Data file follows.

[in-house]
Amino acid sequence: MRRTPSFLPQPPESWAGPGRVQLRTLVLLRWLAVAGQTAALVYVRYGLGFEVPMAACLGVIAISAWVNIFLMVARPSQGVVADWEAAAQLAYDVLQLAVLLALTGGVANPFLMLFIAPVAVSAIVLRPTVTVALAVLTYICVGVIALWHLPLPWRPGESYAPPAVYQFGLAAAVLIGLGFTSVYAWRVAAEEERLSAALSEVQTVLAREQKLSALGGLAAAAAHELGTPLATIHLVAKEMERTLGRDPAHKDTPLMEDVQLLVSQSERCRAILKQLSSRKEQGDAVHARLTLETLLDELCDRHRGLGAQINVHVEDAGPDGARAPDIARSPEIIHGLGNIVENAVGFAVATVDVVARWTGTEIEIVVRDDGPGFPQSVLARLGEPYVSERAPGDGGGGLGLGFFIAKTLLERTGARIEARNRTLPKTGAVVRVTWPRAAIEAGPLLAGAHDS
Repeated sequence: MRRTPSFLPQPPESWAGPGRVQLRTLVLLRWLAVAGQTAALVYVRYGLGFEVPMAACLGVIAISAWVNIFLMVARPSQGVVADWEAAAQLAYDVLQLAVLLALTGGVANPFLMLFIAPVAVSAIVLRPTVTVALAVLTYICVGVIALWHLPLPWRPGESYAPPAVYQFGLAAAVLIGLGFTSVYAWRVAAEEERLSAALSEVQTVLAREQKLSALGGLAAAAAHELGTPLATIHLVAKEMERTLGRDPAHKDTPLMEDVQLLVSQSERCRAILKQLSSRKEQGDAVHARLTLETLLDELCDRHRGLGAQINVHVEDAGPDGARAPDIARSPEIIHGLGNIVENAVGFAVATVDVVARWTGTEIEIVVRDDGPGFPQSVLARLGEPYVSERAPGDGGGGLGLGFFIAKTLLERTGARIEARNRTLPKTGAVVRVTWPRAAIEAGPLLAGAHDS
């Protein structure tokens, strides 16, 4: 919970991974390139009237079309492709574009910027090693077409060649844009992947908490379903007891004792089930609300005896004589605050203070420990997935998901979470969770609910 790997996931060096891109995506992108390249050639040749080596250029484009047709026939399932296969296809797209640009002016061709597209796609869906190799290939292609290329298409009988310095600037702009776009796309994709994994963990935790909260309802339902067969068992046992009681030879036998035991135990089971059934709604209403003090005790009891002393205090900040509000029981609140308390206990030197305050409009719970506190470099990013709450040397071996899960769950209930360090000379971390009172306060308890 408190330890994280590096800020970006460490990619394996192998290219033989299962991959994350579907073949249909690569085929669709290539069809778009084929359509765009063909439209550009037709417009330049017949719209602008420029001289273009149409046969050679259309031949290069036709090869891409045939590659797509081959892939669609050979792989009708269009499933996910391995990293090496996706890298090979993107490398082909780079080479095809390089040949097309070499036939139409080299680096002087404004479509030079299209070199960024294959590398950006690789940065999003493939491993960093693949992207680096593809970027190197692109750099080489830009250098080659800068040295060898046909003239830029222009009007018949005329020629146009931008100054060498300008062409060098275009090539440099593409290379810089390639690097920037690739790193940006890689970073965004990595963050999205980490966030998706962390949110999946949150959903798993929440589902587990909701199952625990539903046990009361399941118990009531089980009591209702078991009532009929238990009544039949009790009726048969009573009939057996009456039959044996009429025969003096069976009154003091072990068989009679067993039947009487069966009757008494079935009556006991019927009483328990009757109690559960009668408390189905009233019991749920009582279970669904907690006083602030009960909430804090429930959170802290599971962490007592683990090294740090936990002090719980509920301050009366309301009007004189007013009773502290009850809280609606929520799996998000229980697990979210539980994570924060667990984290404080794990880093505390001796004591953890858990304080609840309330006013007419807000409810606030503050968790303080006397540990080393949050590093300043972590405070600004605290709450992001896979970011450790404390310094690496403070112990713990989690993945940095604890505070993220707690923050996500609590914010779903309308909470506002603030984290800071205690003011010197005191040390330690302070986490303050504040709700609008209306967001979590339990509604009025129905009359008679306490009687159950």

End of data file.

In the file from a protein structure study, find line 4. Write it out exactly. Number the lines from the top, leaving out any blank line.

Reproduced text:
């Protein structure tokens, strides 16, 4: 919970991974390139009237079309492709574009910027090693077409060649844009992947908490379903007891004792089930609300005896004589605050203070420990997935998901979470969770609910 790997996931060096891109995506992108390249050639040749080596250029484009047709026939399932296969296809797209640009002016061709597209796609869906190799290939292609290329298409009988310095600037702009776009796309994709994994963990935790909260309802339902067969068992046992009681030879036998035991135990089971059934709604209403003090005790009891002393205090900040509000029981609140308390206990030197305050409009719970506190470099990013709450040397071996899960769950209930360090000379971390009172306060308890 408190330890994280590096800020970006460490990619394996192998290219033989299962991959994350579907073949249909690569085929669709290539069809778009084929359509765009063909439209550009037709417009330049017949719209602008420029001289273009149409046969050679259309031949290069036709090869891409045939590659797509081959892939669609050979792989009708269009499933996910391995990293090496996706890298090979993107490398082909780079080479095809390089040949097309070499036939139409080299680096002087404004479509030079299209070199960024294959590398950006690789940065999003493939491993960093693949992207680096593809970027190197692109750099080489830009250098080659800068040295060898046909003239830029222009009007018949005329020629146009931008100054060498300008062409060098275009090539440099593409290379810089390639690097920037690739790193940006890689970073965004990595963050999205980490966030998706962390949110999946949150959903798993929440589902587990909701199952625990539903046990009361399941118990009531089980009591209702078991009532009929238990009544039949009790009726048969009573009939057996009456039959044996009429025969003096069976009154003091072990068989009679067993039947009487069966009757008494079935009556006991019927009483328990009757109690559960009668408390189905009233019991749920009582279970669904907690006083602030009960909430804090429930959170802290599971962490007592683990090294740090936990002090719980509920301050009366309301009007004189007013009773502290009850809280609606929520799996998000229980697990979210539980994570924060667990984290404080794990880093505390001796004591953890858990304080609840309330006013007419807000409810606030503050968790303080006397540990080393949050590093300043972590405070600004605290709450992001896979970011450790404390310094690496403070112990713990989690993945940095604890505070993220707690923050996500609590914010779903309308909470506002603030984290800071205690003011010197005191040390330690302070986490303050504040709700609008209306967001979590339990509604009025129905009359008679306490009687159950």